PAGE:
TEHRAN, Iran - Suicide bombers killed at least 39 people and wounded dozens Wednesday while targeting a procession of worshipers observing an important Shiite Muslim holiday in southeastern Iran, state media reported.

The Jundallah organization, an extremist Sunni group that claims to represent Iran's mostly Sunni ethnic Baluch minority, posted on a website that it was responsible for the attack. The bombing was the latest sign that the troubles in South Asia, including Sunni extremism, are increasingly seeping into Iran.

Television footage showed bloodstained asphalt in the city of Chabahar's Farmandari Square as panicked crowds rushed to the site of the blast and emergency-response personnel loaded the injured into ambulances.

Initial reports described at least one blast outside the Hossein Mosque and another one or two failed bombing attempts. Shortly after the attack, Jundallah posted photos of two smiling young men, identified as Seif Rahman Chabahar and Hassan Khasi, wearing what appeared to be explosives-laden belts.

"Today two brave warrior offspring of Baluchistan carried out two operations against the governor and dozens of mercenaries of the Revolutionary Guard," said the statement on the website.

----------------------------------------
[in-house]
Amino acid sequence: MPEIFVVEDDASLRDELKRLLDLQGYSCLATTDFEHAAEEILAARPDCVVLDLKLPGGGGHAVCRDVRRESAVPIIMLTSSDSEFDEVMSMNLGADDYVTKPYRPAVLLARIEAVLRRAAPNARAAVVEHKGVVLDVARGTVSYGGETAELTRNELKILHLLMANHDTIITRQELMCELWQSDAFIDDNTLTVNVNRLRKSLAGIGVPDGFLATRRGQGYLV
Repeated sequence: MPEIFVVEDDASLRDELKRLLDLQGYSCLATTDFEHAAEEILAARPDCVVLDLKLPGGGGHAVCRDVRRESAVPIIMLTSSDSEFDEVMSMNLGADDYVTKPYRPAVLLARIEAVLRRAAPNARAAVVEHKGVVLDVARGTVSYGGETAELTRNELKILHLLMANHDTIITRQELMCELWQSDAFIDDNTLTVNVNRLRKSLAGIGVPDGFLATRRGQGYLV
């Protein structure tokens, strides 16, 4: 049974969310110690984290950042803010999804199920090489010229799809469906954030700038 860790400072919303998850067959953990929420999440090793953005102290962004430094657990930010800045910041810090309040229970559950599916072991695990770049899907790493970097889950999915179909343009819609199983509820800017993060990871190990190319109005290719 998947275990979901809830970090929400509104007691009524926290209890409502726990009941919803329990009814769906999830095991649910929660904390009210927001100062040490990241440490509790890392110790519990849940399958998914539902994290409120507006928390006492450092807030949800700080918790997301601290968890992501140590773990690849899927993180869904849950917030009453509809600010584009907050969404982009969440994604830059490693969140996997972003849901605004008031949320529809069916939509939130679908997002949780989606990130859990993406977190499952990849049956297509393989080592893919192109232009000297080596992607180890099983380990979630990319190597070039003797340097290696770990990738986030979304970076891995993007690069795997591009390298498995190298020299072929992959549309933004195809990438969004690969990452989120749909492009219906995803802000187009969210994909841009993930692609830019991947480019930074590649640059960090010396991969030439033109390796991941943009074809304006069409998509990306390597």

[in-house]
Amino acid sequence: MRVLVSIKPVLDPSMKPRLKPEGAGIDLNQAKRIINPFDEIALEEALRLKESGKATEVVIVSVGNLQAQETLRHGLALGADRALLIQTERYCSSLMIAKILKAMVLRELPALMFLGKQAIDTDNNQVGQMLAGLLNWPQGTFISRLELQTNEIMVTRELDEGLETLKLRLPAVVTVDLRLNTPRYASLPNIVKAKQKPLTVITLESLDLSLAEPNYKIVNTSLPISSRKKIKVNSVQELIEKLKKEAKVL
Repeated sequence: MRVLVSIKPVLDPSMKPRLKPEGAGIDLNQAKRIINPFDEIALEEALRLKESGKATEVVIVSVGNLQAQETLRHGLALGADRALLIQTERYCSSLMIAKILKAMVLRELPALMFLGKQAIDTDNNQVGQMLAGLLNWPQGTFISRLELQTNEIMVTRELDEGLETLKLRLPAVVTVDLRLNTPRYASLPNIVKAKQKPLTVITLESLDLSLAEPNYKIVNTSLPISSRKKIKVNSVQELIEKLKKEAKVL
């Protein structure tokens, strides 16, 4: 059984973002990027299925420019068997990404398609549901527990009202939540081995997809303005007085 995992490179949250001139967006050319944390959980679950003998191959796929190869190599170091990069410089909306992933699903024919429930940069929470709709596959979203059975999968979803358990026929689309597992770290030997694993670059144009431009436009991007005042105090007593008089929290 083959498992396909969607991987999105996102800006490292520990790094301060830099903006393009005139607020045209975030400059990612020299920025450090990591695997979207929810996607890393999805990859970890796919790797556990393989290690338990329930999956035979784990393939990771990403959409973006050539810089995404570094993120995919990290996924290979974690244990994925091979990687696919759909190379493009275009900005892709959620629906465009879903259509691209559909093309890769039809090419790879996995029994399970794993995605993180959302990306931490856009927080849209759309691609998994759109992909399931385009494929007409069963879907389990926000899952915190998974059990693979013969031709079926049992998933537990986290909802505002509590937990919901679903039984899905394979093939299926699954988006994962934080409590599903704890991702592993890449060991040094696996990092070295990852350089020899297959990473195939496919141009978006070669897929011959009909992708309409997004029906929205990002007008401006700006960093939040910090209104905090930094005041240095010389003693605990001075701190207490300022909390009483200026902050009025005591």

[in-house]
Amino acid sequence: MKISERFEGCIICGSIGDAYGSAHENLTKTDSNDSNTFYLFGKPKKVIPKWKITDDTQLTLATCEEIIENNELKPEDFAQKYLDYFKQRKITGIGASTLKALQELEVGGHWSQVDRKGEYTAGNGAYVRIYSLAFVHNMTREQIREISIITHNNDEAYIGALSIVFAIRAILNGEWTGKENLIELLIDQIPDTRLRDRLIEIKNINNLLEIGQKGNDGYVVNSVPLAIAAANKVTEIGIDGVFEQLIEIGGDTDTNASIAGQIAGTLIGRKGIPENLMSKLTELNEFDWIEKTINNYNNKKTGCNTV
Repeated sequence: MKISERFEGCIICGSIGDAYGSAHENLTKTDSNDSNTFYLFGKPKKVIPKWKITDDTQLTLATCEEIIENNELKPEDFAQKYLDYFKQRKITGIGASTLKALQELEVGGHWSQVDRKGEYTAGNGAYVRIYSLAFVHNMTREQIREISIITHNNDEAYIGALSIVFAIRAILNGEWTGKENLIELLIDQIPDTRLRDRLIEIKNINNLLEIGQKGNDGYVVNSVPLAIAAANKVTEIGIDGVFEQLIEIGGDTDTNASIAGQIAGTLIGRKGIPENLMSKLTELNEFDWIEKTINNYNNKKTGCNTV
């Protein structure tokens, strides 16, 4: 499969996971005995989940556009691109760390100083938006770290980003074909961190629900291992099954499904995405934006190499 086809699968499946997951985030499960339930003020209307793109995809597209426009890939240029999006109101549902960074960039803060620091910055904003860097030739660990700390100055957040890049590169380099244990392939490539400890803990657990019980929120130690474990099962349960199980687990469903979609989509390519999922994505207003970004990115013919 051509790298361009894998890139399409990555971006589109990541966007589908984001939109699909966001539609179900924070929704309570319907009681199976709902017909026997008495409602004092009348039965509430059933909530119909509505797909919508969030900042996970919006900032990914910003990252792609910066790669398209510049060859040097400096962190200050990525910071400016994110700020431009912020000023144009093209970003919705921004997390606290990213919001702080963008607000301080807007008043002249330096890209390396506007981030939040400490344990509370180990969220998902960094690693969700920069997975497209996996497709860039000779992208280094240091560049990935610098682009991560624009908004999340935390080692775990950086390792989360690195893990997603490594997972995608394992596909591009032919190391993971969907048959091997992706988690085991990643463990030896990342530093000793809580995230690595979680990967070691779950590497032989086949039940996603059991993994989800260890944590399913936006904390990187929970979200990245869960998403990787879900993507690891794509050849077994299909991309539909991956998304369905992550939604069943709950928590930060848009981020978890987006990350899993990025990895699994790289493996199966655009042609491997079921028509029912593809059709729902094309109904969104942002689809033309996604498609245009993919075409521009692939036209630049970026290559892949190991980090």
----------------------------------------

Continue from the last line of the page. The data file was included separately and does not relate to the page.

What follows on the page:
Three suspected bombers were killed, and one was arrested.

Jundallah and the Iranian government are locked in a war that has claimed the lives of hundreds of people during the last five years. The eventual death toll from Wednesday's bombing could surpass an Oct. 18, 2009, attack, also claimed by Jundallah, that killed 42 in the city of Pisheen. That was Iran's deadliest internal attack in 20 years.

The Iranian government has accused the United States of supporting Jundallah, an assertion denied by U.S. officials and the extremist group. Washington placed Jundallah on its list of terrorist organizations last month.

But after the bombing, Iran repeated assertions that the attack had been carried out by Jundallah with American and Arab support.

"The perpetrators of these attacks are the Wahabi and Salafist detractors of the revolution of Imam Hossein and those standing behind them, such as the United States and the United Kingdom," Iranian lawmaker Kazem Jalali said, referring to Saudi Arabia, which practices the strict interpretation of Islam known as Salafism.

Jundallah has warned that it is planning retaliatory strikes against the United States in Afghanistan and Pakistan after Washington's decision last month to blacklist the group.

The attacks coincided with Ashura, the annual Shiite religious holiday commemorating the seventh-century slaying of Imam Hossein, grandson of the prophet Muhammad.